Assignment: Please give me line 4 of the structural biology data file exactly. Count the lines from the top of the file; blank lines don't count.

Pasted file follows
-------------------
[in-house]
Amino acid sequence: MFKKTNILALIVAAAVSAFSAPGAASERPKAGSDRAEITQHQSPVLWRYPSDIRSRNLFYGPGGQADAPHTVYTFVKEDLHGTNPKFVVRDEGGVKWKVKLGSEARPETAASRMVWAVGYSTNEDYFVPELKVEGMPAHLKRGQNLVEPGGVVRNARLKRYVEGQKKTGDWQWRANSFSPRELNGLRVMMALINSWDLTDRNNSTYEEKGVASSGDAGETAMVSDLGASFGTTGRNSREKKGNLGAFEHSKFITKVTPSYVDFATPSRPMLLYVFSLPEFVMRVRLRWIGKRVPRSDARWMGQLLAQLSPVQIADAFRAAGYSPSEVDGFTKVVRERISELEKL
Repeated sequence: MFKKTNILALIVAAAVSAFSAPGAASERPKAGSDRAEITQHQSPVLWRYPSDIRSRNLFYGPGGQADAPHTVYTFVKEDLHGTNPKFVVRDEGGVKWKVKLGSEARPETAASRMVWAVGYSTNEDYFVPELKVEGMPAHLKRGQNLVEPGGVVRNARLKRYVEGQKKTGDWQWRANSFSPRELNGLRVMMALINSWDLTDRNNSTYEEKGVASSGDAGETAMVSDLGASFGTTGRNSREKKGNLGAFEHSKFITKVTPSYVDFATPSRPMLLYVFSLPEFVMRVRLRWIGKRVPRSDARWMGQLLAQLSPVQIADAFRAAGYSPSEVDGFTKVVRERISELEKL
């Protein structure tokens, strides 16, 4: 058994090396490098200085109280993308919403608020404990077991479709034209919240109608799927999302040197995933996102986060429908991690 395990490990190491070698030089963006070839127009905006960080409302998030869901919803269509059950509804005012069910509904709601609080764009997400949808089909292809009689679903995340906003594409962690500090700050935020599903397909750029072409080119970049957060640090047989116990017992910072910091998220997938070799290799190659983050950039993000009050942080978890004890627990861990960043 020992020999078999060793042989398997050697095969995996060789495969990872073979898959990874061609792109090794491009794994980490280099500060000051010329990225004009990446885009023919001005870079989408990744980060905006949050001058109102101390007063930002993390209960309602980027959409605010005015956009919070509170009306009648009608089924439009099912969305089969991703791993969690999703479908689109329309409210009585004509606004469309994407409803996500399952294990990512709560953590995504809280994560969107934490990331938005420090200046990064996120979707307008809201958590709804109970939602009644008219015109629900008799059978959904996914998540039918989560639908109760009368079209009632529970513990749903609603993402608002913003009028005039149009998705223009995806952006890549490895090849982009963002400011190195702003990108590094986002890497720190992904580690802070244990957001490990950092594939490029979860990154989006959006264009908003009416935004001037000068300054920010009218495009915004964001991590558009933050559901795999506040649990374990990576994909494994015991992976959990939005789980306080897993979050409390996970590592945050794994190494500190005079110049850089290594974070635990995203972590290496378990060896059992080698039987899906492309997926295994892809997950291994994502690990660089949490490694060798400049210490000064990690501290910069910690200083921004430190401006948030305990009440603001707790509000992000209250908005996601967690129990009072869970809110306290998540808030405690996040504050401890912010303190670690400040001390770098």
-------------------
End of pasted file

């Protein structure tokens, strides 16, 4: 058994090396490098200085109280993308919403608020404990077991479709034209919240109608799927999302040197995933996102986060429908991690 395990490990190491070698030089963006070839127009905006960080409302998030869901919803269509059950509804005012069910509904709601609080764009997400949808089909292809009689679903995340906003594409962690500090700050935020599903397909750029072409080119970049957060640090047989116990017992910072910091998220997938070799290799190659983050950039993000009050942080978890004890627990861990960043 020992020999078999060793042989398997050697095969995996060789495969990872073979898959990874061609792109090794491009794994980490280099500060000051010329990225004009990446885009023919001005870079989408990744980060905006949050001058109102101390007063930002993390209960309602980027959409605010005015956009919070509170009306009648009608089924439009099912969305089969991703791993969690999703479908689109329309409210009585004509606004469309994407409803996500399952294990990512709560953590995504809280994560969107934490990331938005420090200046990064996120979707307008809201958590709804109970939602009644008219015109629900008799059978959904996914998540039918989560639908109760009368079209009632529970513990749903609603993402608002913003009028005039149009998705223009995806952006890549490895090849982009963002400011190195702003990108590094986002890497720190992904580690802070244990957001490990950092594939490029979860990154989006959006264009908003009416935004001037000068300054920010009218495009915004964001991590558009933050559901795999506040649990374990990576994909494994015991992976959990939005789980306080897993979050409390996970590592945050794994190494500190005079110049850089290594974070635990995203972590290496378990060896059992080698039987899906492309997926295994892809997950291994994502690990660089949490490694060798400049210490000064990690501290910069910690200083921004430190401006948030305990009440603001707790509000992000209250908005996601967690129990009072869970809110306290998540808030405690996040504050401890912010303190670690400040001390770098």